Dr. Baker serves in the following therapeutic and court appointed roles: 

Coach / Individual Counselor

Reunification Specialist

Co - Parent Counselor

Guardian Ad Litem

Parental Alienation Assessments

(With Treatment Recommendations)

Family Therapist

Reunification services are provided in cases where a parent and a child have not seen each other or had contact for a significant span of time.

The reasons for this vary:



Parent and child experienced a significant event that caused the child to feel fearful or angry at the parent resulting in the child's refusal to see the parent.


The parent has been absent in the child's life to the extent that the child and parent do not know each other.


The parent suffered from a substance abuse disorder which caused a prolonged absence and/or abandonment of the child.


The parent was incarcerated and therefore absent in the child's life for a significant span of time.

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Reunification services which require Dr. Baker to make recommendations for gradual changes to the amount of time the child spends with parent, require a legal order appointing Dr. Baker as such.

Reunification therapy/counseling will only consist of therapeutic sessions between the child and parent. Dr. Baker is not allowed to recommend changes to parenting time when serving as a counselor.

Reunification Services may consist of:

*Monitoring court ordered graduated schedule

*Supervising time between the parent and child

*Interviewing all parents and the child

*Providing parenting skills guidance and feedback

*Helping the child with their feelings

*Providing updates and information to legal counsel/the court

*Providing Family Therapy to the family (only provided in the role of Reunification Therapist/Counselor)

Parenting Coordinator/

Co-Parenting Counselor

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"Good parents don't have to live in the same house. They just have to be willing to put their children's needs before their own need to be angry at each other."

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Co-Parenting Information

A parenting coordinator (PC)  can be appointed during a court hearing or

by agreement in court orders.


• Less costly than legal fees and court action

• Reduces the negative affects of divorce on the children

• Teaches skills that enhance personal and professional relationships

Works with Parents to:

• Improve communication

• Prevent the escalation of conflict

• Teach cooperative parenting skills

• Resolve disagreements

• Monitor compliance with court orders

• Uphold the Children's Bill of Rights

Services Provided Include:

• Interviewing the parents

• Reading legal documents

• Consulting with other professionals who have worked with the family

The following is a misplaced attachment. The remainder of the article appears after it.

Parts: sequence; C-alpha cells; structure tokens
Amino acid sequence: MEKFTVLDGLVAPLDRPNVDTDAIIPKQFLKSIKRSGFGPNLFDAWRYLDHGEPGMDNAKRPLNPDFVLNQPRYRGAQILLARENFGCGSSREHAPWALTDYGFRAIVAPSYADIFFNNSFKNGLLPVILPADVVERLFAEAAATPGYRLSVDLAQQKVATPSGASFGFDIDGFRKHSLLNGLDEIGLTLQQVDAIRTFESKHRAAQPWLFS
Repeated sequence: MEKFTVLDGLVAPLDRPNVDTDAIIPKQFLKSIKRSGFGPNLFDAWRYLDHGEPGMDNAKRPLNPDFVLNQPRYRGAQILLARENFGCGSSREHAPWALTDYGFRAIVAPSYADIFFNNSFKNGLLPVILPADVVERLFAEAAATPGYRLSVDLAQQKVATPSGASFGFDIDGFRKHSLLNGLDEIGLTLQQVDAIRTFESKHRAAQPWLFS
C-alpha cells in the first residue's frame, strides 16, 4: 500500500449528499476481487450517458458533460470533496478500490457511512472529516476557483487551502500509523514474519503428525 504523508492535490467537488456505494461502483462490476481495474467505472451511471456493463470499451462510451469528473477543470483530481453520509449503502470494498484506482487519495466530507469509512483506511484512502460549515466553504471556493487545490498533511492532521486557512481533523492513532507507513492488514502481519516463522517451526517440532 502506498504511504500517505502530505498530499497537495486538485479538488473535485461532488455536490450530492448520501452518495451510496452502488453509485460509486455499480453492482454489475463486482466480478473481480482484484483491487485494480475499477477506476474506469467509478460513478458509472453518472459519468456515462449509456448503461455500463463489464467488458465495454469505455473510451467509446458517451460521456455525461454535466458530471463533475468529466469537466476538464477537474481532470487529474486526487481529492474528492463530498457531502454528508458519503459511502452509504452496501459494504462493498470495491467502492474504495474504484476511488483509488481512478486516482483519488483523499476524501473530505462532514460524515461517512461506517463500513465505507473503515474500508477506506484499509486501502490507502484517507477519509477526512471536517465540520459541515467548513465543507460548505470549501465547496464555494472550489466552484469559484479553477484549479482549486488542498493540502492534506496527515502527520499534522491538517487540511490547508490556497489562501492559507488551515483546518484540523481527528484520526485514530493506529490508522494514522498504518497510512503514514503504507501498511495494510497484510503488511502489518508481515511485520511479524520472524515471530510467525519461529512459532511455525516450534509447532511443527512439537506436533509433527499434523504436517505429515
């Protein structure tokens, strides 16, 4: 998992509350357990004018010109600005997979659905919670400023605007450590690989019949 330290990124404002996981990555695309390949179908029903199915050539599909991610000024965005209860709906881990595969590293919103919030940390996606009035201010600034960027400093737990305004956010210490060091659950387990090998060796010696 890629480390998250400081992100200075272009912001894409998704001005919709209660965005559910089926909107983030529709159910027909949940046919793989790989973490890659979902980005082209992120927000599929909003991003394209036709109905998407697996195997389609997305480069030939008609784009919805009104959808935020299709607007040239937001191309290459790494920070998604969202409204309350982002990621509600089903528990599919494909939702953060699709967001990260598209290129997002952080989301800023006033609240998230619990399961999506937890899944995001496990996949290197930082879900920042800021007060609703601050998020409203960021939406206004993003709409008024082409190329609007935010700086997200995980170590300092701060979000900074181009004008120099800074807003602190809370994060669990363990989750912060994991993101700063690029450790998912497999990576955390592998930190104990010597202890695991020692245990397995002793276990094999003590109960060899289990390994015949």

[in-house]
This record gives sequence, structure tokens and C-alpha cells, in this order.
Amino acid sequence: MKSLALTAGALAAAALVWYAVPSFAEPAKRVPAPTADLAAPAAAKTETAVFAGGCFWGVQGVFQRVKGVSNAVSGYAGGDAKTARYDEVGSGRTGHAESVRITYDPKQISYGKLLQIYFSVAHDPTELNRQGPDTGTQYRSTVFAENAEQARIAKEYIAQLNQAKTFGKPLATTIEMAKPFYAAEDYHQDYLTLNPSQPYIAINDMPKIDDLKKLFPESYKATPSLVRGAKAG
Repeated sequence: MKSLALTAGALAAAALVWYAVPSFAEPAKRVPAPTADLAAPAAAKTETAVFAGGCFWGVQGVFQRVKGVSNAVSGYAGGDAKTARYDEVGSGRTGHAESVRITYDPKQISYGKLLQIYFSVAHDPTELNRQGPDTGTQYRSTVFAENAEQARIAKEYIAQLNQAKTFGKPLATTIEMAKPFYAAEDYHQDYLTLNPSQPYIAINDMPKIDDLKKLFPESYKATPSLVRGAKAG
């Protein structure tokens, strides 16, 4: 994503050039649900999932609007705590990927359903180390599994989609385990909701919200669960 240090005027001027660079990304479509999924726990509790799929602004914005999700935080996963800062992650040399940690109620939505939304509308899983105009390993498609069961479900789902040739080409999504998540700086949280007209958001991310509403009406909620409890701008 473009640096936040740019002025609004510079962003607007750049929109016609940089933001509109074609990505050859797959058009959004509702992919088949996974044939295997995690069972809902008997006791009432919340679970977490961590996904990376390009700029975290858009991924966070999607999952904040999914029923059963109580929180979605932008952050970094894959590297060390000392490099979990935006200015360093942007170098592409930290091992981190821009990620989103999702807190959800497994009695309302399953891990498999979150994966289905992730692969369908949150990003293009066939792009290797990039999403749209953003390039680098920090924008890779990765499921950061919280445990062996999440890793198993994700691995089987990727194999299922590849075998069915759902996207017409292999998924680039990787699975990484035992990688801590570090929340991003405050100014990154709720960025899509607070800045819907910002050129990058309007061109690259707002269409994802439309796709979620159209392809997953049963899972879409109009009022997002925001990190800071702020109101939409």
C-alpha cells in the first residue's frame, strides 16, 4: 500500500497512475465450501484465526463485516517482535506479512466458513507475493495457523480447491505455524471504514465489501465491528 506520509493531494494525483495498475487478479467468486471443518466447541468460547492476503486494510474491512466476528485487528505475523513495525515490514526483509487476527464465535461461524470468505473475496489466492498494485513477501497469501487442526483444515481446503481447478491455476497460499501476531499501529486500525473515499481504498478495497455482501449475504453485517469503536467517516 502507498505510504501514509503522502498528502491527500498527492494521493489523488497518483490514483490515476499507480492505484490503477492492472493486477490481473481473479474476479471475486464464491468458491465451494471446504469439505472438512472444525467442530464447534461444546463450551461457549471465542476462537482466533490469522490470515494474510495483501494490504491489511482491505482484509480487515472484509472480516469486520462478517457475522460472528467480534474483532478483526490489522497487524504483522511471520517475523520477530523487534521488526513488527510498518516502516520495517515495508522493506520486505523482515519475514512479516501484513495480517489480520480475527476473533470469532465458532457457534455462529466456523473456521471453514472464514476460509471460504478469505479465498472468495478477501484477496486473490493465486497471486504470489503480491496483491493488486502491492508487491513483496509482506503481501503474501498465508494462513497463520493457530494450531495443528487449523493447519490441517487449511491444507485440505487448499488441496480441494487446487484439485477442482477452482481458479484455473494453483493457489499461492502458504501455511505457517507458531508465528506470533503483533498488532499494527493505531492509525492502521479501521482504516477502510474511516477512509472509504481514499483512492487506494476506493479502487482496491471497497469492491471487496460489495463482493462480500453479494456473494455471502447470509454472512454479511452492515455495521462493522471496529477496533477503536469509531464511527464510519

• Speaking with the children (optional)

Goals of Parent Coordination:

• To decrease the likelihood that parental conflict will negatively affect children

• To decrease the likelihood that parental conflict will lead to additional and/or chronic legal action

• To provide a non-threatening forum where parents can release resentments and learn to parent cooperatively

(PCs do not testify in court). Parent Facilitators do.

Other Services Included

• Mediate conflict

• Teach appropriate communication skills

• Set up required protocol for communication

• Establish/maintain healthy parental boundaries

• Make recommendations for mental health services

• Create or follow parenting plans

• Make decisions for parents when they reach an impasse in negation (refers to non-legal matters)

Parent Coordinator is NOT:

• Counselor

• Lawyer

• Expert Witness

• Guardian Ad Litem

Guardian Ad Litem 


Serves as an arm of the court to help determine the best interest of the child(ren). 


Duties of an Ad Litem are defined by the Texas Family Code, Section 107.

Attorneys and/or the Judge may identify specific issues to be addressed by the GAL. These duties are outlined in the order appointing the guardian.

Common recommendations include custody, parenting time, and co-parenting therapy and individual or family therapy.

In cases where a child and a parent have not had contact, a Guardian may over see the reunification process; recommending incremental changes to the parenting time schedule as the comfort of the child increases. 

In cases where parental alienation has occurred the GAL may provide a report to the court regarding the severity of parental alienation, recommend a treatment intervention, and over see the treatment team. 

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Each case is closely evaluated.

Even in cases of Parental Alienation, each family is treated based on their own needs.